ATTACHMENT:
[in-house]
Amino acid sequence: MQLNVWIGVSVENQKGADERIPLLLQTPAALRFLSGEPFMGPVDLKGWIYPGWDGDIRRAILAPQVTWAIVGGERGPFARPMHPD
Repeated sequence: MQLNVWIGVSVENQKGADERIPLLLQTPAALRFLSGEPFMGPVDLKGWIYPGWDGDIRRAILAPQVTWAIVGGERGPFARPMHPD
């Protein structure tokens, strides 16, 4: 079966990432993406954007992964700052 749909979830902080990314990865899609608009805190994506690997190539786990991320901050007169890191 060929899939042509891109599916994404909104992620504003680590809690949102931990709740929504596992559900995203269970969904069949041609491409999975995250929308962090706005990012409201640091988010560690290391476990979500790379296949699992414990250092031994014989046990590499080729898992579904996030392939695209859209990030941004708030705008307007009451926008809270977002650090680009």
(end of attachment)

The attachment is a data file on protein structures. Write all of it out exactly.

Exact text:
[in-house]
Amino acid sequence: MQLNVWIGVSVENQKGADERIPLLLQTPAALRFLSGEPFMGPVDLKGWIYPGWDGDIRRAILAPQVTWAIVGGERGPFARPMHPD
Repeated sequence: MQLNVWIGVSVENQKGADERIPLLLQTPAALRFLSGEPFMGPVDLKGWIYPGWDGDIRRAILAPQVTWAIVGGERGPFARPMHPD
């Protein structure tokens, strides 16, 4: 079966990432993406954007992964700052 749909979830902080990314990865899609608009805190994506690997190539786990991320901050007169890191 060929899939042509891109599916994404909104992620504003680590809690949102931990709740929504596992559900995203269970969904069949041609491409999975995250929308962090706005990012409201640091988010560690290391476990979500790379296949699992414990250092031994014989046990590499080729898992579904996030392939695209859209990030941004708030705008307007009451926008809270977002650090680009």